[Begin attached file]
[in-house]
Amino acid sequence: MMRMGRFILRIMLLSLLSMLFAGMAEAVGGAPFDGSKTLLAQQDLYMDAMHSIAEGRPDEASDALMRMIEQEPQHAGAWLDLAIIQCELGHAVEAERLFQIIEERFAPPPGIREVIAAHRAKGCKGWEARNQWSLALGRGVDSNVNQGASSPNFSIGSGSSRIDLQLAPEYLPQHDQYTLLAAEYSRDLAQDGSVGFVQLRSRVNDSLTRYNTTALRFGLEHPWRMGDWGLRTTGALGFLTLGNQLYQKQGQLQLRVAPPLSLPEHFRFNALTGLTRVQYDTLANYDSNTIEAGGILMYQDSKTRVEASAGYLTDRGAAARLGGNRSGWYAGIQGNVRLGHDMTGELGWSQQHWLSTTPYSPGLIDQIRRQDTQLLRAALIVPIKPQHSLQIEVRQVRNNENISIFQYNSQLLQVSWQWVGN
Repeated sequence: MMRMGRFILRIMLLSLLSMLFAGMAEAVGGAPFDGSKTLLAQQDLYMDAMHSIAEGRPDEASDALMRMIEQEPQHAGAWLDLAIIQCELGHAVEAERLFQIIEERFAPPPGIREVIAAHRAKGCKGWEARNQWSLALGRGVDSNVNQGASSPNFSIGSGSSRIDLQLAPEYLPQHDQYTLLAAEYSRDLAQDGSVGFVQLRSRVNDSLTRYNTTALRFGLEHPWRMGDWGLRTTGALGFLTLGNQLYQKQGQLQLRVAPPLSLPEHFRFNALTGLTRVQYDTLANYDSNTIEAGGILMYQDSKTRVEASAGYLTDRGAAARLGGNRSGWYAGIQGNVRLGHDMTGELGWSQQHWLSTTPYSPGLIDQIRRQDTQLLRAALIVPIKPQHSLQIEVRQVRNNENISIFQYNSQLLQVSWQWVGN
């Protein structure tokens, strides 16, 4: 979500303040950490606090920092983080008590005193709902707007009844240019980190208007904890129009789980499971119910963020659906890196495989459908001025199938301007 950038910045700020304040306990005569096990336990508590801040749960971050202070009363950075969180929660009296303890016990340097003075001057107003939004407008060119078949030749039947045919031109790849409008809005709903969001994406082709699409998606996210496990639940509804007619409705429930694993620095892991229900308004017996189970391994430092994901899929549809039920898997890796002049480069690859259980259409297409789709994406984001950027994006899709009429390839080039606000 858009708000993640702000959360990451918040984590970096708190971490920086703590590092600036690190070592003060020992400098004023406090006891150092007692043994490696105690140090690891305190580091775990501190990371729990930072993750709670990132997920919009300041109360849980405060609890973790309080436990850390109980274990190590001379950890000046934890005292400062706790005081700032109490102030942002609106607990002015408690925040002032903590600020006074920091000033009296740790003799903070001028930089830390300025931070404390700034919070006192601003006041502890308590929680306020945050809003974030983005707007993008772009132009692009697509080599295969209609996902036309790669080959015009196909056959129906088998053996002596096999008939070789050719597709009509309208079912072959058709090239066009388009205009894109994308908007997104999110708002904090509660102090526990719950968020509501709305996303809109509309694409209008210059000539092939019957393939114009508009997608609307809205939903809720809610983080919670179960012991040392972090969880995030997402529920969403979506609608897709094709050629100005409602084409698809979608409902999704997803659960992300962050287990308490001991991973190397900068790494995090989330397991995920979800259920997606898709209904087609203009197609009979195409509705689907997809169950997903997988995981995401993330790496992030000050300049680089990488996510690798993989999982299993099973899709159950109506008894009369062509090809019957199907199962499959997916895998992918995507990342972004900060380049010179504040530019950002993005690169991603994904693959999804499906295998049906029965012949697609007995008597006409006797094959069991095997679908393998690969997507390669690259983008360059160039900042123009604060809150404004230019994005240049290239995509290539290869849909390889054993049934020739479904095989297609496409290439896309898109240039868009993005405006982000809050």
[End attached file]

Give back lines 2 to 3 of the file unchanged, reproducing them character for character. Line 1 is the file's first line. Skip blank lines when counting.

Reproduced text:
Amino acid sequence: MMRMGRFILRIMLLSLLSMLFAGMAEAVGGAPFDGSKTLLAQQDLYMDAMHSIAEGRPDEASDALMRMIEQEPQHAGAWLDLAIIQCELGHAVEAERLFQIIEERFAPPPGIREVIAAHRAKGCKGWEARNQWSLALGRGVDSNVNQGASSPNFSIGSGSSRIDLQLAPEYLPQHDQYTLLAAEYSRDLAQDGSVGFVQLRSRVNDSLTRYNTTALRFGLEHPWRMGDWGLRTTGALGFLTLGNQLYQKQGQLQLRVAPPLSLPEHFRFNALTGLTRVQYDTLANYDSNTIEAGGILMYQDSKTRVEASAGYLTDRGAAARLGGNRSGWYAGIQGNVRLGHDMTGELGWSQQHWLSTTPYSPGLIDQIRRQDTQLLRAALIVPIKPQHSLQIEVRQVRNNENISIFQYNSQLLQVSWQWVGN
Repeated sequence: MMRMGRFILRIMLLSLLSMLFAGMAEAVGGAPFDGSKTLLAQQDLYMDAMHSIAEGRPDEASDALMRMIEQEPQHAGAWLDLAIIQCELGHAVEAERLFQIIEERFAPPPGIREVIAAHRAKGCKGWEARNQWSLALGRGVDSNVNQGASSPNFSIGSGSSRIDLQLAPEYLPQHDQYTLLAAEYSRDLAQDGSVGFVQLRSRVNDSLTRYNTTALRFGLEHPWRMGDWGLRTTGALGFLTLGNQLYQKQGQLQLRVAPPLSLPEHFRFNALTGLTRVQYDTLANYDSNTIEAGGILMYQDSKTRVEASAGYLTDRGAAARLGGNRSGWYAGIQGNVRLGHDMTGELGWSQQHWLSTTPYSPGLIDQIRRQDTQLLRAALIVPIKPQHSLQIEVRQVRNNENISIFQYNSQLLQVSWQWVGN